Democratic candidate Joe Biden has won the U.S. presidential election, major U.S. news outlets are projecting.
CNN, NBC and USA Today were among the outlets that have projected a win for the former vice president in the battleground state of Pennsylvania. That would give Biden 273 Electoral College votes, putting him just past the 270 threshold needed to win the election.
The Associated Press pegs the current tally at 290 for Biden and 214 for U.S. President Donald Trump.
Trump, however, has not conceded and is unlikely to anytime soon. In a statement released shortly after the projections of Biden's victory, he said: "We all know why Joe Biden is rushing to falsely pose as the winner, and why his media allies are trying so hard to help him: they don't want the truth to be exposed. The simple fact is this election is far from over." He went on to accuse the Biden campaign of counting illegal ballots and threatened legal action in the week ahead. His statement is in line with sweeping conspiracy theories the president promoted in a press conference on Thursday, without evidence.
Trump's tweets were flagged multiple times by Twitter Thursday for containing misinformation about the election. At one point the president tweeted "STOP THE COUNT!" in all caps.
"It's time for America to unite. And to heal," Biden said in a statement following the projections. "With the campaign over, it's time to put the anger and the harsh rhetoric behind us and come together as a nation." He is expected to give a national address Saturday night.
An Election Like No Other: Americans chose the next president in an election held during a raging coronavirus pandemic, with millions of absentee ballots upending previous timelines for vote counting and results.
The president himself contracted the virus during the campaign, announcing his diagnosis on Twitter and spending several days at Walter Reed Medical Center.
A false victory claim by Trump early Wednesday; baseless accusations of election fraud; litigation, including lawsuits thrown out by judges in Michigan and Georgia; and skirmishes at vote counting locations in Detroit and Phoenix lent an air of instability to the country's core democratic process this week.
The stock market this week rallied on the rising prospects for a Democrat-led White House and Republican-led Senate. The resulting gridlock would put the brakes on sweeping Democratic changes, namely a potential increase in taxes and regulation.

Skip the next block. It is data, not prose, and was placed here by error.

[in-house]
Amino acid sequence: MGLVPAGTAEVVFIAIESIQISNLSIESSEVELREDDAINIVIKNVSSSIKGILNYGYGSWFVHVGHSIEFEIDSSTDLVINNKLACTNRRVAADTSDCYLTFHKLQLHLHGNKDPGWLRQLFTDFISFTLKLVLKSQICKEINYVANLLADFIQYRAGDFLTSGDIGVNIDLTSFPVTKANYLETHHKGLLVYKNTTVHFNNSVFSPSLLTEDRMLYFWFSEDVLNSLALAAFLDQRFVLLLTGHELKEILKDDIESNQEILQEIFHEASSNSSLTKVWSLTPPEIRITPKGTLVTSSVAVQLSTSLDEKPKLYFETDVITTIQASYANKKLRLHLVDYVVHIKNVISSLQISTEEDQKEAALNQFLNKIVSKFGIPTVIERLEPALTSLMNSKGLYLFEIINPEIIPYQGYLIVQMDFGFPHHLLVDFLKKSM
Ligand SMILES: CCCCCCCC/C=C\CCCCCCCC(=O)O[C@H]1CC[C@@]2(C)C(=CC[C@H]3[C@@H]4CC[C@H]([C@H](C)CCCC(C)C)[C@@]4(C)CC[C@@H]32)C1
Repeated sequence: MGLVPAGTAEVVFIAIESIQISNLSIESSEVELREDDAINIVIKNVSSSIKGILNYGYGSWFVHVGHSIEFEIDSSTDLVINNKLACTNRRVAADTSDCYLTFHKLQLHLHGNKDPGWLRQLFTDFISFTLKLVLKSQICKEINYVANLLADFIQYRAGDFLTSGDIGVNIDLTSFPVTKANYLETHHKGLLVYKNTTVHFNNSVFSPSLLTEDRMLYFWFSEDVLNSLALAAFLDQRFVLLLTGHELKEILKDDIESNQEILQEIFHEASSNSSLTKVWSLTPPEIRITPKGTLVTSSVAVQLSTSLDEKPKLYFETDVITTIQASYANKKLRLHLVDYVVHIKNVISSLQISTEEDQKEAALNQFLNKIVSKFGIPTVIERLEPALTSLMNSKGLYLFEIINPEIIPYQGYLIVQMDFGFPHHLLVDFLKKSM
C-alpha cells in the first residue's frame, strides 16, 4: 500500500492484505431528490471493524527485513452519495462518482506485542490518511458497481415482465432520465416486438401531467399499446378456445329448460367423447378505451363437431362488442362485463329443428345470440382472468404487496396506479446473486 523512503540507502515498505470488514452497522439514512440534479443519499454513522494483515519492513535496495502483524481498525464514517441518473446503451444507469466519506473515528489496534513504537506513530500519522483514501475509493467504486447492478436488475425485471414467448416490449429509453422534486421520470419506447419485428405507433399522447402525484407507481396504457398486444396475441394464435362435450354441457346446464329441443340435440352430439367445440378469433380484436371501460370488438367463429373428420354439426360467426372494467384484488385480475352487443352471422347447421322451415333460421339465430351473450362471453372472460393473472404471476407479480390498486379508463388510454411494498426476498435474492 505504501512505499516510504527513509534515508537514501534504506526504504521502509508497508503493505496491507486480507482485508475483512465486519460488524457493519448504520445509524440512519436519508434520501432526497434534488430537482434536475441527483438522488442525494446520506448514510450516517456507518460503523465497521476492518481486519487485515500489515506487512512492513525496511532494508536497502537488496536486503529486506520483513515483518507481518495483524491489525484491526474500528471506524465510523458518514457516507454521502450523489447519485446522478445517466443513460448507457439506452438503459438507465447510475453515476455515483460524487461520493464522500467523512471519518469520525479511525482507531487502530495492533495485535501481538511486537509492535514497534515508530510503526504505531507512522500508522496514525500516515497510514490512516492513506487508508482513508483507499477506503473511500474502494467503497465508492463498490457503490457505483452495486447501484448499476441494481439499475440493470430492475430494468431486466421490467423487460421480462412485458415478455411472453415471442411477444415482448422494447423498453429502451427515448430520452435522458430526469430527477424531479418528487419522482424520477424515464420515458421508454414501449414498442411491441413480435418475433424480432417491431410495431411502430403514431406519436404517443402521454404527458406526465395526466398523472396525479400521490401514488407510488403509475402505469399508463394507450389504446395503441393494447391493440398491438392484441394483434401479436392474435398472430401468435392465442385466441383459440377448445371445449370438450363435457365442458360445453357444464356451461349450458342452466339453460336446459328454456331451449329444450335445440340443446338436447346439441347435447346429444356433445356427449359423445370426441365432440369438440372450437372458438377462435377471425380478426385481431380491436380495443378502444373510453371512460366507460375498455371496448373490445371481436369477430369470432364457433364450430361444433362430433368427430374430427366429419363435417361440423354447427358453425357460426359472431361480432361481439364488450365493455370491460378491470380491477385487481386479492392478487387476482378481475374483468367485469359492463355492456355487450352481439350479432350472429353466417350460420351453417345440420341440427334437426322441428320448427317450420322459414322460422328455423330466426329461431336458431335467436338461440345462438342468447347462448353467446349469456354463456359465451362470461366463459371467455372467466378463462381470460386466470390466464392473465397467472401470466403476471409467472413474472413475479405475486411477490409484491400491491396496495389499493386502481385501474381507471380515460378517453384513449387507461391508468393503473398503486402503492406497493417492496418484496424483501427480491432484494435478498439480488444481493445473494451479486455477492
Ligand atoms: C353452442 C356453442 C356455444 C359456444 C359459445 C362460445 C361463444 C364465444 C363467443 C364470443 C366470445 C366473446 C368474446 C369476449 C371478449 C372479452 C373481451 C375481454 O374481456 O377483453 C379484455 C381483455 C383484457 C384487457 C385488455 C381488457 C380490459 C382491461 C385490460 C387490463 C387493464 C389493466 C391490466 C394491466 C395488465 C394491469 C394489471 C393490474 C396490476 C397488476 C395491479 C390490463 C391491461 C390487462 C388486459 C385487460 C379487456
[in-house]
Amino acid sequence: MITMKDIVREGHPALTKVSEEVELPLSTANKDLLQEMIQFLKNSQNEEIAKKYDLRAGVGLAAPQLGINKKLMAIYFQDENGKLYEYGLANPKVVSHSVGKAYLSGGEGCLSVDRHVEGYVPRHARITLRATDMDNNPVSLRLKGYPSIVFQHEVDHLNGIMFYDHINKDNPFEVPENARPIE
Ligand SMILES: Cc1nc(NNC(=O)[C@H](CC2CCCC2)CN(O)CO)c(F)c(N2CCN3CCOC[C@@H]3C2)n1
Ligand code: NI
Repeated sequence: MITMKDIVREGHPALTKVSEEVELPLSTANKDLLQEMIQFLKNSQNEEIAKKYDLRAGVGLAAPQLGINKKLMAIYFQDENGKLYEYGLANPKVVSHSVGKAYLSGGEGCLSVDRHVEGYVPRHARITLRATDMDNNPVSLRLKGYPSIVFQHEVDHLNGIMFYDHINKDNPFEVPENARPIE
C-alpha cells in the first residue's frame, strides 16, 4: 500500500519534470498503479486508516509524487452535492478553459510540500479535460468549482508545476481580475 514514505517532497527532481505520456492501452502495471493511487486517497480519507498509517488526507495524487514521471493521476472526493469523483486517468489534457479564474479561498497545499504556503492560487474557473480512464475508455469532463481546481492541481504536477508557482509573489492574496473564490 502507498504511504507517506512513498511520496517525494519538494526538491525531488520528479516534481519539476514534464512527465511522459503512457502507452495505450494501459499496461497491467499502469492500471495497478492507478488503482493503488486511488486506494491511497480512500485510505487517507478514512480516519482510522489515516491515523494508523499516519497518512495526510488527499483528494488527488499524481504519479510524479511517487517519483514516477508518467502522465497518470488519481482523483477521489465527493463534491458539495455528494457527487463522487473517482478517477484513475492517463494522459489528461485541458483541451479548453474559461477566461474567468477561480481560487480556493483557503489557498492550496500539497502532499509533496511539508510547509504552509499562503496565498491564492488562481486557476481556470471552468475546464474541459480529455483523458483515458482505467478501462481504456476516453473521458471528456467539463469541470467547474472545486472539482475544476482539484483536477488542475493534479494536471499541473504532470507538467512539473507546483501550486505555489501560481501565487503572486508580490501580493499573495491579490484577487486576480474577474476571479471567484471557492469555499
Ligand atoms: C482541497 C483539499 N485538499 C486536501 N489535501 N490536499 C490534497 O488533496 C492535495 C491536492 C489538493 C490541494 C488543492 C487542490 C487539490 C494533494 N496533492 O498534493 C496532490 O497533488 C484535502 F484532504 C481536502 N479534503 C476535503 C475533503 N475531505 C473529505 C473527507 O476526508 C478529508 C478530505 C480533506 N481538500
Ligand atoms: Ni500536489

The three major U.S. indexes recorded their best week of trading since April. The Dow Jones Industrial Average gained 6.87% during the week, opening with 26,787.65 and closing at 28,323.40. The NASDAQ Composite Index started the week at 11,001.70 and closed it at 11,895.23, growing by 9, 01%. The S&P 500 gained 7.32% over the week, closing at 3,509.44.
The Incoming Biden-Harris Administration: Biden, 77, served as a U.S. senator from Delaware from 1973 to 2009 before becoming vice president under President Barack Obama for two terms.
In 2017, Obama presented Biden with the Presidential Medal of Freedom.
Kamala Harris, 56, will be the first female and the first African American to hold the office of vice president in U.S. history. Harris served as California’s attorney general before her election to the U.S. Senate in 2016.
What's Ahead For Biden: The most urgent priority facing the Biden administration is unquestionably the coronavirus, a pandemic downplayed by Trump that is surging nationally in a second wave of infections and that has led to historic economic contraction and job losses.
The U.S. hit more than 120,000 daily cases for the first time on Thursday and then hit nearly 130,000 on Friday, according to Reuters.
More than 9.8 million Americans have become infected this year and more than 237,000 have died.
Biden is returning to a White House rocked by the scandals of an impeached president whose family members have been intertwined with his official duties and who has made name-calling and the daily uttering of lies hallmarks of his presidency.
On the world stage, Trump has often shown warmth toward strongmen such as Russia’s Vladimir Putin, turning the post-World War II foreign policy of the U.S. upside down.
Trump was impeached late last year by the House of Representatives on articles of abuse of power and obstruction of Congress, accused of interfering with a House investigation of Trump’s request to the Ukranian president to investigate Biden and his son Hunter.
Dustin Blitchok contributed to this story.
Benzinga file photo by Dustin Blitchok.
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